Friday, September 19, 2014

The Eyes of Aging

After more than a week where my weight remained on the same plateau, I was 2.4 pounds lighter at this morning's weighing.  I didn't believe that so I got off the scale and tried again.  I got the same number.  How is this possible?  Life is full of little puzzles that we never solve.  The next couple of days will show whether this is real or an aberration.  If it is trustworthy, it marks the crossing of one threshold and the nearing of another. I'm now marginally lighter than I was in high school.  And with another half pound loss, it will be 30 pounds since I started on this regime, which is getting me close to halfway on the ultimate goal, to weigh what I did when I got married.

In my Econ class I talk about monitoring as a way to overcome opportunism. The idea is that monitoring is a cost incurred to reduce other costs that the organization does not want to incur.  But I'm aware that much monitoring happens for no reason other than obsession, particularly when its our own performance to consider.

Those who are old enough will recall the ad campaign from 40 years ago, The Special K Pinch.  If I start doing that but then move my hand forward toward my belly about an inch or so, I can do something I call the Special K grab.  I could do that easily before I started the diet.  I still can.  It's a reminder that the more things change...

The last few weeks I've come to do a different sort of grab, under my arm between the elbow and shoulder, seemingly all flesh with no muscle whatsoever to be found.  This to me is an unmistakable sign of age.  You'd think you wouldn't want to be reminded of the point, but I find myself unable to stop grabbing at certain times of the day.  The feel varies from time to time.  It is never supple.  Sometimes it sags miserably.  I've come to understand that at those times my blood sugar is low and perhaps I need to drink some water too.  At other times there is more substance to it, but it is still a far cry from a young person's skin.

One other such grab I try is while I'm sitting.  The object is the area under the hamstrings.  In this case, there is far less loose skin than in my upper arm and you can't really pull it away from the hamstrings.  But the skin is droopy there too.  The inner thigh, for whatever reason, I don't measure nearly as often.   It's an area where no muscle is apparent, more like the upper arms.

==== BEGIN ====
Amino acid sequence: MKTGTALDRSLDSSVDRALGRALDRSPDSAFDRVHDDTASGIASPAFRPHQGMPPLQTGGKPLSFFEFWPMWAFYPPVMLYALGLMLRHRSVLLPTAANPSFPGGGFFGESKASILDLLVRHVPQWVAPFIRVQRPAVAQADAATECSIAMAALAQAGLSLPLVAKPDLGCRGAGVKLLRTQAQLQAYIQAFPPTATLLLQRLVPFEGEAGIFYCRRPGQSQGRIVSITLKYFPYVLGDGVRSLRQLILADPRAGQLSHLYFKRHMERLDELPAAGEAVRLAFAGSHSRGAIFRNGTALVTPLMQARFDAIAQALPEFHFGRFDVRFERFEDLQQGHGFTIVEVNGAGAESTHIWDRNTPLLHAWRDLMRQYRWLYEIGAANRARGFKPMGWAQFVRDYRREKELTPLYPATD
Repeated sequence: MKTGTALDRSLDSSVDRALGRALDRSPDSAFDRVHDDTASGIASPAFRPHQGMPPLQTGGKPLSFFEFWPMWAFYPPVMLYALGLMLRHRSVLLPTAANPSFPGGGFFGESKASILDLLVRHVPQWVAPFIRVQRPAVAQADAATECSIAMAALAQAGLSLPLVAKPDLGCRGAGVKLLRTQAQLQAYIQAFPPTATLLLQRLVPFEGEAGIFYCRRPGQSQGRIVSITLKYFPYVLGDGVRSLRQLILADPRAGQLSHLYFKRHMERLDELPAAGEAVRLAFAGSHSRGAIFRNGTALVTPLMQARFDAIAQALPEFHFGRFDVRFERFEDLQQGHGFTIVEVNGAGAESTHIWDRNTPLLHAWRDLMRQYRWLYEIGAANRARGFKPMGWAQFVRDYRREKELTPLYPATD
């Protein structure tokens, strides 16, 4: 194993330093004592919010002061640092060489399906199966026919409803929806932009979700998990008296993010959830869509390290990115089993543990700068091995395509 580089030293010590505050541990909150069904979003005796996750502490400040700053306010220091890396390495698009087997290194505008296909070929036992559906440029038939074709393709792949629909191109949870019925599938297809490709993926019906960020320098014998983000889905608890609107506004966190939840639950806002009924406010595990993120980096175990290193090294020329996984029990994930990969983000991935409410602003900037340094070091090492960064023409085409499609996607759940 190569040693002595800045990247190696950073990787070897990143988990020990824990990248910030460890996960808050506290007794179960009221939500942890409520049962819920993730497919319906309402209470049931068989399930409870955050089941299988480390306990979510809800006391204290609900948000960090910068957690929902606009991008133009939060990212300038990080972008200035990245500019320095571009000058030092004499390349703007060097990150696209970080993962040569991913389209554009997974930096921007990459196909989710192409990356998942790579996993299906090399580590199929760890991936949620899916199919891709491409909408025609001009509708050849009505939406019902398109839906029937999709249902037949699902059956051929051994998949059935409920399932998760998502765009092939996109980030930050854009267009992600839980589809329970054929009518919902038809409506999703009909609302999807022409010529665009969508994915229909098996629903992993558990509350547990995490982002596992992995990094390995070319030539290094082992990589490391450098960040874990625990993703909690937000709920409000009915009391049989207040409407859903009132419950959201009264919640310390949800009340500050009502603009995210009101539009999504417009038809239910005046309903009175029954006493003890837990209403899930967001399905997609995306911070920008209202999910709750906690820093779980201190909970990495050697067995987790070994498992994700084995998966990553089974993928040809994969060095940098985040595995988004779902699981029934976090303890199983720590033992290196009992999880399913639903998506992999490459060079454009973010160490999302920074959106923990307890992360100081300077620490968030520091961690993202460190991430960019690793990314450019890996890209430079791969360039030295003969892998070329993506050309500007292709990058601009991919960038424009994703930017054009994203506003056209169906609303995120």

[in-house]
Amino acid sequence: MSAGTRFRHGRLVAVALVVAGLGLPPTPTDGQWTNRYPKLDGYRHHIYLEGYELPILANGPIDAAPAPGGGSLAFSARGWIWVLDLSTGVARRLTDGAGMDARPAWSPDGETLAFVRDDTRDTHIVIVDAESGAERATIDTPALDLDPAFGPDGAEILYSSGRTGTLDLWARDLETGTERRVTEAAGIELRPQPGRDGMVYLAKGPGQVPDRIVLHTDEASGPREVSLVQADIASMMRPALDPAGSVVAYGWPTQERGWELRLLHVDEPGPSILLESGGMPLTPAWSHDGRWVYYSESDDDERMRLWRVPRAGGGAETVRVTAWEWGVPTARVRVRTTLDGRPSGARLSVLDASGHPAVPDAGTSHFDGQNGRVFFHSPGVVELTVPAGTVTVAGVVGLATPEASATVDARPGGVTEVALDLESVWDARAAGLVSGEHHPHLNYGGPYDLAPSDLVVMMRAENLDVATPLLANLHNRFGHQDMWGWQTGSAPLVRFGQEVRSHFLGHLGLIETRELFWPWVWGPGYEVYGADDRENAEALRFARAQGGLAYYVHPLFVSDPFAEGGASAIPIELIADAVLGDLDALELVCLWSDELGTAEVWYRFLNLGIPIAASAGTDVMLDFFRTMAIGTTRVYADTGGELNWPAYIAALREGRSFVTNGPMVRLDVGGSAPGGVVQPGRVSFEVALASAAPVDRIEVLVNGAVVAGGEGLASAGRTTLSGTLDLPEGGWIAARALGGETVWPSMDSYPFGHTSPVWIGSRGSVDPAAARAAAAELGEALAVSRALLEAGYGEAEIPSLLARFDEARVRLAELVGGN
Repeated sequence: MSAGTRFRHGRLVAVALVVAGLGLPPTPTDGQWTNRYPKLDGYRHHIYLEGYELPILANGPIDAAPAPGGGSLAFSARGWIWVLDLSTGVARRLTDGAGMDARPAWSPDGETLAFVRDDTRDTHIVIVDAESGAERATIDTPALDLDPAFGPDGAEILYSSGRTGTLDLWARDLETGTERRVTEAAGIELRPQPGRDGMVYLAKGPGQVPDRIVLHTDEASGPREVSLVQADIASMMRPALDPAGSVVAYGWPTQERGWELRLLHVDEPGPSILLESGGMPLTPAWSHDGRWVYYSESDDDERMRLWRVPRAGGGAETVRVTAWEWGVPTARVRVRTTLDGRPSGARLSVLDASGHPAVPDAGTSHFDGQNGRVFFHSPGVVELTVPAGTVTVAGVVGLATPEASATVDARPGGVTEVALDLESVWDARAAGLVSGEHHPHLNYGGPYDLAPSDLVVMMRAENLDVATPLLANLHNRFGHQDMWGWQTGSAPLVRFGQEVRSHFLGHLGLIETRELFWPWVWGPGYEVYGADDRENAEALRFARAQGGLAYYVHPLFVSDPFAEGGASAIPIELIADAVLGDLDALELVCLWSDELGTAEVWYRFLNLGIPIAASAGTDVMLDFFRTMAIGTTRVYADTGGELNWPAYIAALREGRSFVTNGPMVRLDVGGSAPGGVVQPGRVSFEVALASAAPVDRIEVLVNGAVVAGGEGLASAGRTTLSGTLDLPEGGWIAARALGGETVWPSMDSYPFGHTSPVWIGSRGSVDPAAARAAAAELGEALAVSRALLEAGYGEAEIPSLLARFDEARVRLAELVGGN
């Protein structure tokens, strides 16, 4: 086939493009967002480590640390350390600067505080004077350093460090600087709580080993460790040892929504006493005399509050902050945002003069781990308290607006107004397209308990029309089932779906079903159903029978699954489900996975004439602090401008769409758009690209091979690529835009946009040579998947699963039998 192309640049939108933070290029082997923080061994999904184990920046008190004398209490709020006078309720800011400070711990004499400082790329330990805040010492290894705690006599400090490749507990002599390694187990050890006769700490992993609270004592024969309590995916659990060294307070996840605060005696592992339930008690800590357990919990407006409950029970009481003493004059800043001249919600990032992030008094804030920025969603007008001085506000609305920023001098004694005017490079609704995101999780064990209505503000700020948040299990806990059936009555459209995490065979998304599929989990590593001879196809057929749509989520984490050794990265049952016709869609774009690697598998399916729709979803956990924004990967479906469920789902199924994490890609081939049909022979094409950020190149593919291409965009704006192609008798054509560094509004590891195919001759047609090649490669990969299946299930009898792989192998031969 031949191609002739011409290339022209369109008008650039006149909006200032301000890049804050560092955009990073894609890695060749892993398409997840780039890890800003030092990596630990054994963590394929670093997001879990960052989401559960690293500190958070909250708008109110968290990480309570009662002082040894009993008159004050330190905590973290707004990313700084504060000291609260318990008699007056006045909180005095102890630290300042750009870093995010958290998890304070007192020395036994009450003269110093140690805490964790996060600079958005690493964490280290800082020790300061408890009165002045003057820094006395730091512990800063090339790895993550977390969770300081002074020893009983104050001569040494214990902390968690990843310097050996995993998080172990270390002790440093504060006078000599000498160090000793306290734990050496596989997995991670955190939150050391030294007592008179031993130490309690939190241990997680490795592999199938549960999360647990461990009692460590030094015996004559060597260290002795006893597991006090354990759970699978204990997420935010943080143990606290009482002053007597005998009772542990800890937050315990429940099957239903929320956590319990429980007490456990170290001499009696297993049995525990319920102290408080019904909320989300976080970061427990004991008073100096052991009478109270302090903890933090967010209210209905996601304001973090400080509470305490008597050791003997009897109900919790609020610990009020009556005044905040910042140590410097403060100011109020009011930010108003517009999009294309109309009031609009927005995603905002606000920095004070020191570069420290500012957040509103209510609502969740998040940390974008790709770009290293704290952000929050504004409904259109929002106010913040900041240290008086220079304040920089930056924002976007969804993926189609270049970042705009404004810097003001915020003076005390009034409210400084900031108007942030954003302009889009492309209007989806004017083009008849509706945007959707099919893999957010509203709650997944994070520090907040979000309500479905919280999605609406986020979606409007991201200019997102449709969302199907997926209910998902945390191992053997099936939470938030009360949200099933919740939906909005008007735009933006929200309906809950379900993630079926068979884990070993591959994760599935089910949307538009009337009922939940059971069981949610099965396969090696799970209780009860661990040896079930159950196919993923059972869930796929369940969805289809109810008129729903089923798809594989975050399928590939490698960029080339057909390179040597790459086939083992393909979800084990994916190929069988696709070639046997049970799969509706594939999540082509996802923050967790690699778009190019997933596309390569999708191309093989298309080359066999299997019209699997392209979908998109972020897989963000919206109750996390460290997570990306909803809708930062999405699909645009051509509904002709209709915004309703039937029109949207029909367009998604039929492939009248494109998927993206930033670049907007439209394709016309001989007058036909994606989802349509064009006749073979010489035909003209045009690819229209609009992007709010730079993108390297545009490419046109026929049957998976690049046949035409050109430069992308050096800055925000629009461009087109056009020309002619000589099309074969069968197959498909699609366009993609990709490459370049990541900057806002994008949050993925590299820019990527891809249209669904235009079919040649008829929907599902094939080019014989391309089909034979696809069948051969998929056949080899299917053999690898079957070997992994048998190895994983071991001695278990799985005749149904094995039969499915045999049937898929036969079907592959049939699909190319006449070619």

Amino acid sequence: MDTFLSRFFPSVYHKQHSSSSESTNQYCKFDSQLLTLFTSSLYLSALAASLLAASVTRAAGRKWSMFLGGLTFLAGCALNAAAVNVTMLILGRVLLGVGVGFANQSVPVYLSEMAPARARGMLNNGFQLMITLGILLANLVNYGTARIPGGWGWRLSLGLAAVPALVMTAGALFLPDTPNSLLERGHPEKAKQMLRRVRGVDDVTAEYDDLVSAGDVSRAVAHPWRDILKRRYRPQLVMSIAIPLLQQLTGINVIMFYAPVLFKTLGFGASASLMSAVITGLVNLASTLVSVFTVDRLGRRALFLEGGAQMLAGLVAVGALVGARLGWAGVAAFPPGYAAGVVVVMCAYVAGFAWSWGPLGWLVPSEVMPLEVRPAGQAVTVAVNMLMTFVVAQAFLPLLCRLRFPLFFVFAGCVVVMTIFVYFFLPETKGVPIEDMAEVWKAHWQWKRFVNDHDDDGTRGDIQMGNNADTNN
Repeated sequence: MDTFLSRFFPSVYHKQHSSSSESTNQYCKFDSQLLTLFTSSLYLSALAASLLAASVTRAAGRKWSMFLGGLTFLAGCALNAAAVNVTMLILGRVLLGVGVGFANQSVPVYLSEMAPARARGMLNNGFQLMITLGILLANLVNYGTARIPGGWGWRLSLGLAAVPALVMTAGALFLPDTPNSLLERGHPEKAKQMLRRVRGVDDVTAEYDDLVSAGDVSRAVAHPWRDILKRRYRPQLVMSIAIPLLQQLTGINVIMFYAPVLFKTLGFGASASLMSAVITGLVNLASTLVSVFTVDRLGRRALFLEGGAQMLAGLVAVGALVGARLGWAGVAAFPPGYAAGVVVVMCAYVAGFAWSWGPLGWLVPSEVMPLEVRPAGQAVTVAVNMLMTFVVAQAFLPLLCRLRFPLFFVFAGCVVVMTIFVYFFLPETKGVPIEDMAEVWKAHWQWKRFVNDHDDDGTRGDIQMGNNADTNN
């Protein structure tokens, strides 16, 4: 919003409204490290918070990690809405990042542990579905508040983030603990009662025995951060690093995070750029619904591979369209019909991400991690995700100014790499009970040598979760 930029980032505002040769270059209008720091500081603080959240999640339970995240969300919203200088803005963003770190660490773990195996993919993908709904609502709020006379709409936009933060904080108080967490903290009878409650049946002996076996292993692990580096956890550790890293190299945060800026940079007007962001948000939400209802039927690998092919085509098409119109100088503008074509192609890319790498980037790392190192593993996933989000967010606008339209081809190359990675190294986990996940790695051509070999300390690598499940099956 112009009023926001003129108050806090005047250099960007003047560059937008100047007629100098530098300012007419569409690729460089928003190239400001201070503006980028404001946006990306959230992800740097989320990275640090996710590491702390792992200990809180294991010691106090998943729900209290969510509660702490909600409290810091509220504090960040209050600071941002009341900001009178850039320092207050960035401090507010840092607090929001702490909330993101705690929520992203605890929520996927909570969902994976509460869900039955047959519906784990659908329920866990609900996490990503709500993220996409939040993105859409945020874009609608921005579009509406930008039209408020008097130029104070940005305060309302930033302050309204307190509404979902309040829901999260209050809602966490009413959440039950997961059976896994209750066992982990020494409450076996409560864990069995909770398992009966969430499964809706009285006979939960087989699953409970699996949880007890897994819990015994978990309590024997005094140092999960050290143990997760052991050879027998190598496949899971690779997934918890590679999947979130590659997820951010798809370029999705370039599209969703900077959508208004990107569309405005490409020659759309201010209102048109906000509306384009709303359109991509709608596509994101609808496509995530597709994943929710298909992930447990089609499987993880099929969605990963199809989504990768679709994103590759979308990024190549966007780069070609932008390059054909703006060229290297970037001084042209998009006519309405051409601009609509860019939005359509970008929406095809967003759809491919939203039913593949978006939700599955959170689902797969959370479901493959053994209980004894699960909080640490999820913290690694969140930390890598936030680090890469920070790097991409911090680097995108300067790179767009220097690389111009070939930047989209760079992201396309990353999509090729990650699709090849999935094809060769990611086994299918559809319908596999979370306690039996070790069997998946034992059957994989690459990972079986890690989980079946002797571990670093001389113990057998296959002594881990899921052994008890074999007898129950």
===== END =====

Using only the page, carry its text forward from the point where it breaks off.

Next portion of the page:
Before the diet started, the notable skin wrinkling was on my eyelid and just above, particularly in the early AM.  Goodbye boyish looks.  Hello to the rest of your life.  Recently I've found a different place to look for the wrinkles.  I rotate my left hand a quarter turn outward and then swing the arm, from the elbow down, to the left a few inches.  Sometimes the look is like an aerial view of the Badlands from on high.  Other times the wrinkles are present, but barely so.

I am getting exercise pretty regularly and I do try to stay hydrated.  These consequences are happening anyway.  It is impossible to tell now how much of this is the diet and how much is aging.  Because my dad, who was never overweight, had the droopy skin in some of the spots that I've mentioned, at least since he retired, I suspect that aging is the primary cause and the dieting may be accelerating its effects.

With these external changes readily apparent, I asked myself what sort of internal changes are happening too.  One is that fatigue seems to come more frequently and then even from modest exertion.  Yesterday after teaching I felt exhausted.  It was a glorious day so I took a brief walk before class, 10 minutes or so, nothing more.  During class I'm on my feet when at the board, but nobody would mistake this for high physical exertion.  It may be that it's the emotional stress from being in the classroom which is getting to me.   Yesterday a student, who is otherwise diligent about doing the coursework, started to pack up her things about five minutes before the end of class.  That irked me and I asked her to stop doing it, a bit out of character for me, though maybe not. I'm more apt to be crotchety now.  As for the students, it's a symptom of a more general issue.  Too many of the kids are going through the motions and not really getting into it.  Youth is wasted on the young.